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Tutorial: Use Jump Menu and Swap Image behaviors in Dreamweaver

Ryan Boudreaux covers the steps to making use of the Jump Menu and Swap Image behaviors in Dreamweaver.

In this tutorial we will be using behaviors in Dreamweaver to add interactivity to sample web page documents. A behavior is the combination of an event and an action which is triggered by the event, and in Dreamweaver, you add a behavior to a page by specifying an action and then specifying the event that triggers that action. Dreamweaver behaviors place client-side JavaScript code into HTML documents to allow interaction within a web page.

Behaviors can include Jump Menu, Swapping Image, Pop-Up Windows, Play Sound, and more. This tutorial will demonstrate the Jump Menu and Swap Image behaviors, utilizing Dreamweaver CS5, and each will be illustrated with screen captures for the steps. The HTML documents for each demonstration and the associated images for the Swap Image behavior are included in the download.

Create a Jump Menu

When you create a Jump Menu Dreamweaver creates a menu object and attaches the Jump Menu (or Jump Menu Go) behavior to it. There is usually no need to attach the Jump Menu behavior to an object by hand.

With a new HTML document open in Dreamweaver go to the menu bar and select the following: Insert | Form | Jump Menu.

Figure A

The Insert Jump Menu dialog box will open, and this is where we will start adding in our menu items with text and the URL. We also have the options of selecting an Insert Go Button After The Menu and Select First Item After URL Change.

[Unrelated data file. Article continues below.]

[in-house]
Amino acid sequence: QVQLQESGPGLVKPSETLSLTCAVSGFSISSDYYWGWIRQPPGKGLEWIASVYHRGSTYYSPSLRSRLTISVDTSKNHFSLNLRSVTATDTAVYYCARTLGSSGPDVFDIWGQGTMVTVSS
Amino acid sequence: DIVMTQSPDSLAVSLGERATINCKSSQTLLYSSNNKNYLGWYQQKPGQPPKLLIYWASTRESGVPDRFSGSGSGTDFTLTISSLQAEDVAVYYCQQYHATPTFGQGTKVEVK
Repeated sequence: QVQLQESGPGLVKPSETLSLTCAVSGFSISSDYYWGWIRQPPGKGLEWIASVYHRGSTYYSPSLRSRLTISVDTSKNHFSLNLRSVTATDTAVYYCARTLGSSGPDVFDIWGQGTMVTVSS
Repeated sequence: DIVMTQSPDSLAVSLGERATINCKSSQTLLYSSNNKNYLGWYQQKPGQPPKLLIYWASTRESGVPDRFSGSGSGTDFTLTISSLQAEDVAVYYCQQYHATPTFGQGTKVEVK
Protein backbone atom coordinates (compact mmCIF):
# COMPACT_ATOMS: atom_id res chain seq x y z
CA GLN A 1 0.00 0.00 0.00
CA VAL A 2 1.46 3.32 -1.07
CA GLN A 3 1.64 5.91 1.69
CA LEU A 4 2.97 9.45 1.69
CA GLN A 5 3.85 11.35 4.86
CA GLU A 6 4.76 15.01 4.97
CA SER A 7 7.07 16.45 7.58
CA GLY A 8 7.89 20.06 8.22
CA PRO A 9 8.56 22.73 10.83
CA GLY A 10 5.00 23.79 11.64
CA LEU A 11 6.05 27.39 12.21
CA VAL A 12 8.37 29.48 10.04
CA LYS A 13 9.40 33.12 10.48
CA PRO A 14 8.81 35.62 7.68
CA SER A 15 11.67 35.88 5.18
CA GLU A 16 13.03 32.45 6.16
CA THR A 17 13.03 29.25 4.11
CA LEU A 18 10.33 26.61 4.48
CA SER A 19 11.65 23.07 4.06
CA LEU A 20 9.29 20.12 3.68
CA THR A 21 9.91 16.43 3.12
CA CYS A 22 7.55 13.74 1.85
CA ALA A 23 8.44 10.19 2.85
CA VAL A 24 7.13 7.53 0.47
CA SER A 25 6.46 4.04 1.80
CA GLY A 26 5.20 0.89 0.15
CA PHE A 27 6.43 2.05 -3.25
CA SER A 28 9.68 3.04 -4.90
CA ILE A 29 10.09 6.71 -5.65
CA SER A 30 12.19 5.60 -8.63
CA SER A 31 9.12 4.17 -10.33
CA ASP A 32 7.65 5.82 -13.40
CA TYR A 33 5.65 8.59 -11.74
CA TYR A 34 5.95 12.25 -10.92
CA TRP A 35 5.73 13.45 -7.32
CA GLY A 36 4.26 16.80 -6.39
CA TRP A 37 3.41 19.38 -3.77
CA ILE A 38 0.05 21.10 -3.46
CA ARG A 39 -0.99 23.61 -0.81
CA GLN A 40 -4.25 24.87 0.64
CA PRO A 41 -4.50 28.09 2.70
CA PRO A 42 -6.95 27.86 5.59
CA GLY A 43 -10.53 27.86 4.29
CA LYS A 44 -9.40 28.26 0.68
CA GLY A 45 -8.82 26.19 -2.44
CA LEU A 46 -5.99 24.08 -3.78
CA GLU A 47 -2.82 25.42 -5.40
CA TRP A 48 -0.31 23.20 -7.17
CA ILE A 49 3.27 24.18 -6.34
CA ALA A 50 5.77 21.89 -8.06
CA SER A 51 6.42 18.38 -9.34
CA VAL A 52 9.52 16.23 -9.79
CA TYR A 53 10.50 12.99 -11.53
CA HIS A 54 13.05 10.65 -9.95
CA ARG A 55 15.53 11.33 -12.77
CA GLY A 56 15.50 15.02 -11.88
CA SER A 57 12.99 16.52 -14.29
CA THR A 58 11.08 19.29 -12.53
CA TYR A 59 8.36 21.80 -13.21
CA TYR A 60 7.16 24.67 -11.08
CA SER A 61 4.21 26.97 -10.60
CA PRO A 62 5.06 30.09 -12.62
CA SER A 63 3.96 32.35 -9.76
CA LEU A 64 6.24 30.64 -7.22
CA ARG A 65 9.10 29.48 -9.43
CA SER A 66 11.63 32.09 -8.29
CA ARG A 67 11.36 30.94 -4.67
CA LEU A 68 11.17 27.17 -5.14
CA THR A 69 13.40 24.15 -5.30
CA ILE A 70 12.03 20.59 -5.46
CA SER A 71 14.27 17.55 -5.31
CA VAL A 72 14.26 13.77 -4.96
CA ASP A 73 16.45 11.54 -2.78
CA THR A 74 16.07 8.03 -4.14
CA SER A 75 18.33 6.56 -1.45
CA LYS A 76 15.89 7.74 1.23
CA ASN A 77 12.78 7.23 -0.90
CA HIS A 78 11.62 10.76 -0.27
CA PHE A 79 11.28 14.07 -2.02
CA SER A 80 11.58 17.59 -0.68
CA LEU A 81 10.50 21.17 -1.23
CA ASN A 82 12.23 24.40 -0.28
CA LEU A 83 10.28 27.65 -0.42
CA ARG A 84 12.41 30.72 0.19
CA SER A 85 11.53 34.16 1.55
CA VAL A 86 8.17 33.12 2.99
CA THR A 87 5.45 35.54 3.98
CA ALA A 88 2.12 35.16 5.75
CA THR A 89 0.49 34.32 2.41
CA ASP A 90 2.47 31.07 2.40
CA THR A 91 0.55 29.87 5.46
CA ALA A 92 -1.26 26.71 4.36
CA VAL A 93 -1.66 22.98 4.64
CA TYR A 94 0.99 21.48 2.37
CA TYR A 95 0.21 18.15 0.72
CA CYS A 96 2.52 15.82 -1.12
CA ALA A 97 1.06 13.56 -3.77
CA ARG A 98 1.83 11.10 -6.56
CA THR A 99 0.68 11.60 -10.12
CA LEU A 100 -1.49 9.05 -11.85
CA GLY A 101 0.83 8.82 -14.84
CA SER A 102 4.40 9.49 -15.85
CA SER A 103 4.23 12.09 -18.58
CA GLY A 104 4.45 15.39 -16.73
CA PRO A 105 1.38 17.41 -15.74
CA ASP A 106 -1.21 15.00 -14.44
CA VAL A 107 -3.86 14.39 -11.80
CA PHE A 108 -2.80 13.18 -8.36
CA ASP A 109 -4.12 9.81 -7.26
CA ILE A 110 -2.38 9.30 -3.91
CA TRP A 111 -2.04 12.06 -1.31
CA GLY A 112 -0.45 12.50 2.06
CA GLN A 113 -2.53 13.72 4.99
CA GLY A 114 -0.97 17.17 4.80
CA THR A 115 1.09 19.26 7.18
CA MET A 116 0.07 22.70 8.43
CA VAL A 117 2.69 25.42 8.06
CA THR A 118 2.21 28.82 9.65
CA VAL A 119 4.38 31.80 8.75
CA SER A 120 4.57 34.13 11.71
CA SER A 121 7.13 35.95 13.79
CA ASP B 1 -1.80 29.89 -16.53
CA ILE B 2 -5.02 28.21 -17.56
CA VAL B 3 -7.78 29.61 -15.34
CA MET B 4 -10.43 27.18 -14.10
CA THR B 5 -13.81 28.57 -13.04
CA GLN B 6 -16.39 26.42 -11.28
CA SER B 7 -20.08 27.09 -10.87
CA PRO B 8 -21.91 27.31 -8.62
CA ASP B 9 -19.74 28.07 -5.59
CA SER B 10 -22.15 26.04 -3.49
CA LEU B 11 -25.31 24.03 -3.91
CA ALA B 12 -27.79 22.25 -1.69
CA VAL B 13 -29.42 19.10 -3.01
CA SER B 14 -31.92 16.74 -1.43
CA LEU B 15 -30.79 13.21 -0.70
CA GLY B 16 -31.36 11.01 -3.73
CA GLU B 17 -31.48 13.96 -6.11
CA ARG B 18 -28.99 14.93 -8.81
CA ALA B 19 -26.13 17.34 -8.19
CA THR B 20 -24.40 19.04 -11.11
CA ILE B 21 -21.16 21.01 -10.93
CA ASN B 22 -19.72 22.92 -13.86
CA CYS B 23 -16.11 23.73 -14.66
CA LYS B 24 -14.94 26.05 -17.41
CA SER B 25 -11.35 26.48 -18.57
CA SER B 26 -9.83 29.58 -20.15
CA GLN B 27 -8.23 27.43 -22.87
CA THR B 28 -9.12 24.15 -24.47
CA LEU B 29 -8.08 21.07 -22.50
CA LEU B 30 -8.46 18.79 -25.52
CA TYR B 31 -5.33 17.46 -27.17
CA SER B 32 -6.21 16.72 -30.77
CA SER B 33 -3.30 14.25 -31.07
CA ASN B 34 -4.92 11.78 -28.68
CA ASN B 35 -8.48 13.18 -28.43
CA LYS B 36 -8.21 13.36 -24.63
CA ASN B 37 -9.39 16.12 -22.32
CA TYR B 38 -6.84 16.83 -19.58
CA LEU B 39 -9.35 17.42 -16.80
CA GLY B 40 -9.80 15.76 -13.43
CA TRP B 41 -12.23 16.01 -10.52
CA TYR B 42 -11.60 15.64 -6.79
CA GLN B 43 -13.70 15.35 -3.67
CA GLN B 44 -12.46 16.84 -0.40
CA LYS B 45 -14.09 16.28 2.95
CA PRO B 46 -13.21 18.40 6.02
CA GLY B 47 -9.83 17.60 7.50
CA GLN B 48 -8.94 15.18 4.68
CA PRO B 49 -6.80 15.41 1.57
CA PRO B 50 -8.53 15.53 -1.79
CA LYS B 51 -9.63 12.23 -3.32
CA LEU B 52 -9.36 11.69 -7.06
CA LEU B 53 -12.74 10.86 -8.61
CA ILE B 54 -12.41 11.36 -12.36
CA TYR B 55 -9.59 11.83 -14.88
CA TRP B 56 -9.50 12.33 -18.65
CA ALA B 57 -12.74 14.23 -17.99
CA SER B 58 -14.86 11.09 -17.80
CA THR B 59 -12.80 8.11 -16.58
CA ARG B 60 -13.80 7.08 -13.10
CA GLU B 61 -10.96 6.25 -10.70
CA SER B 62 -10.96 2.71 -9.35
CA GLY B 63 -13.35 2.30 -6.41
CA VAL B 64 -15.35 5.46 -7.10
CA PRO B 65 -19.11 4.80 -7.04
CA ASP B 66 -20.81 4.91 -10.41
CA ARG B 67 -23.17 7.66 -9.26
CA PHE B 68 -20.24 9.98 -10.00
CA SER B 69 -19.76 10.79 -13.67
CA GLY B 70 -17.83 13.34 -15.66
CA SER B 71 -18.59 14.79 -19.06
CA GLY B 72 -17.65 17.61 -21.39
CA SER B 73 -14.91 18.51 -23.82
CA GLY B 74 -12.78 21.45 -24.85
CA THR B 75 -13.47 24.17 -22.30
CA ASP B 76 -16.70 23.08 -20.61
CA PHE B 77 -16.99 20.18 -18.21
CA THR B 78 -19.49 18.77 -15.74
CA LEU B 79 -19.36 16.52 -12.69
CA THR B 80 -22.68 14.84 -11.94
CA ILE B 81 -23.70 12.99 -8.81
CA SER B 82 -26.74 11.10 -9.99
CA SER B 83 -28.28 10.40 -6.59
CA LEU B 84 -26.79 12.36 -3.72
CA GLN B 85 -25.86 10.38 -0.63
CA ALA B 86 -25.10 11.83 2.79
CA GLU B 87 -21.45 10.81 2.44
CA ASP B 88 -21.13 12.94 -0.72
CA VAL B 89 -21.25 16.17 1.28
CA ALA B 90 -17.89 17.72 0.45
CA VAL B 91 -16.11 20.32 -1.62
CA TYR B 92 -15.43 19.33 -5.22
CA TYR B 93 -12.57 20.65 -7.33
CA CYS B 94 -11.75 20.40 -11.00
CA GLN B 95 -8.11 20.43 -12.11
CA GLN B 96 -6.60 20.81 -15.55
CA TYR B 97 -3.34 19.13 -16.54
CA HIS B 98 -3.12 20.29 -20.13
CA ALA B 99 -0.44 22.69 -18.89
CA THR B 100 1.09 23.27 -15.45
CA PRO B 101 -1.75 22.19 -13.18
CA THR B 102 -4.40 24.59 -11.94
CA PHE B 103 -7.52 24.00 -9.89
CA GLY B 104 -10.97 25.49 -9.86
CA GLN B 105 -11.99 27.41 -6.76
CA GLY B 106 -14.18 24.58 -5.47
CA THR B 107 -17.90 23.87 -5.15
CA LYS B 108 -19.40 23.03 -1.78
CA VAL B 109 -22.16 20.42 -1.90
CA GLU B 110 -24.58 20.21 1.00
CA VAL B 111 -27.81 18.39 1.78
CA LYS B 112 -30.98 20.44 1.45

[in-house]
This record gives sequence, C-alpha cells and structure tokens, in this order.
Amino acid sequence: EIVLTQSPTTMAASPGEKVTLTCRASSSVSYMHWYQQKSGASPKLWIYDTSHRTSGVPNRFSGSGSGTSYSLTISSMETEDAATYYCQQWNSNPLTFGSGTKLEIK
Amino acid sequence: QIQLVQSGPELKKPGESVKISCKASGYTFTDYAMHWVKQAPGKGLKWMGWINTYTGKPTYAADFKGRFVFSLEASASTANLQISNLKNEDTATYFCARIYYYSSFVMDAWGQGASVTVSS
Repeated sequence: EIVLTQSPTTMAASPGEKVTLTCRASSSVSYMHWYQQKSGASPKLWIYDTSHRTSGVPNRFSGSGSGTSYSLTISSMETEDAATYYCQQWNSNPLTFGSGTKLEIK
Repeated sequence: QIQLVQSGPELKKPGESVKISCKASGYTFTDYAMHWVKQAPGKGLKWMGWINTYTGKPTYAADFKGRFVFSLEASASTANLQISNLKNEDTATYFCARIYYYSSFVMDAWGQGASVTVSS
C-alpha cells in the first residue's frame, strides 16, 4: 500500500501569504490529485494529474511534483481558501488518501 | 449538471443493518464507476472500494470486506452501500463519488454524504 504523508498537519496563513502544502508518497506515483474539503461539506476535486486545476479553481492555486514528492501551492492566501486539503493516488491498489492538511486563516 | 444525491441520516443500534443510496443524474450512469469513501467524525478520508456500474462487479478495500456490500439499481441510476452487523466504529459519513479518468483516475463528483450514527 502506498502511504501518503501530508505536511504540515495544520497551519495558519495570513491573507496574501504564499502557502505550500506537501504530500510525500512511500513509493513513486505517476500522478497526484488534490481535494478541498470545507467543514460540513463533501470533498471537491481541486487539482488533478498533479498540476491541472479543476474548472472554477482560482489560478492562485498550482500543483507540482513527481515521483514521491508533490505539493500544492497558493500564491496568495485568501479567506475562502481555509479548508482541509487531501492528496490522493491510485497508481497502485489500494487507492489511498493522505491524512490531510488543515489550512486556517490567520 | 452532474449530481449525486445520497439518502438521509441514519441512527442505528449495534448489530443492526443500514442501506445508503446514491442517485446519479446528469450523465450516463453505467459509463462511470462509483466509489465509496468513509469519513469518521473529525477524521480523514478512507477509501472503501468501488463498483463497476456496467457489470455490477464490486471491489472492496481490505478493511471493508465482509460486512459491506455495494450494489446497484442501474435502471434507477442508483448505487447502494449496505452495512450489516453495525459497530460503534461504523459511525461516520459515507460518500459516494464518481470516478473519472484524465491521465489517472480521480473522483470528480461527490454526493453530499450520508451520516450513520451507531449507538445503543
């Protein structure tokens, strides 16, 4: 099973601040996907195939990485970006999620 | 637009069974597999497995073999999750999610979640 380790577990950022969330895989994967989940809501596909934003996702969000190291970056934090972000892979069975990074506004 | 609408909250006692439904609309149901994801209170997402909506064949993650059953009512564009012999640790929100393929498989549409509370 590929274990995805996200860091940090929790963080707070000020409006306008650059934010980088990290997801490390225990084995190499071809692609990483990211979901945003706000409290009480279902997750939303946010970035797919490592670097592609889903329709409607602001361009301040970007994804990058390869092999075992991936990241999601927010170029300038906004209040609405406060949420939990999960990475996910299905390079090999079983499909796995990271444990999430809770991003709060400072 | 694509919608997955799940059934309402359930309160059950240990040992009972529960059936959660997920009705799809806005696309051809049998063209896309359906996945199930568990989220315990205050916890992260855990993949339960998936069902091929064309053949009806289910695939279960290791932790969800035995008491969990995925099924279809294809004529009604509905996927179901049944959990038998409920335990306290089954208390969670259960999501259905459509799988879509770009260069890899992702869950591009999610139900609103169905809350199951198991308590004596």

Figure B

Keeping all the defaults, I added in text and associated URLs for the four menu items listed below, but you can add in any menu items and responding URLs you wish. After each menu item's text and URL is added, click the plus (+) button to add the next menu item.

Next, I want to make sure the menu items are in alphabetical order, so I will use the up arrow to push the DIY menu item up one entry in the list.

Figure C

Click OK when done with your Jump Menu list, and Dreamweaver will build the form object code and associated JavaScript, which is also displayed below:

<form name="form" id="form">
  <select name="jumpMenu" id="jumpMenu" onchange="MM_jumpMenu('parent',this,0)">
    <option value="http://www.techrepublic.com/blogs">Tech Republic Blogs</option>
    <option value="http://www.techrepublic.com/blog/networking">Data Center Blog</option>
    <option value="http://www.techrepublic.com/blog/doityourself-it-guy">DIY IT Guy</option>
    <option value="http://www.techrepublic.com/blog/google-in-the-enterprise">Google in the Enterprise</option>
  </select>
</form>
<script type="text/javascript">
function MM_jumpMenu(targ,selObj,restore){ //v3.0
  eval(targ+".location='"+selObj.options[selObj.selectedIndex].value+"'");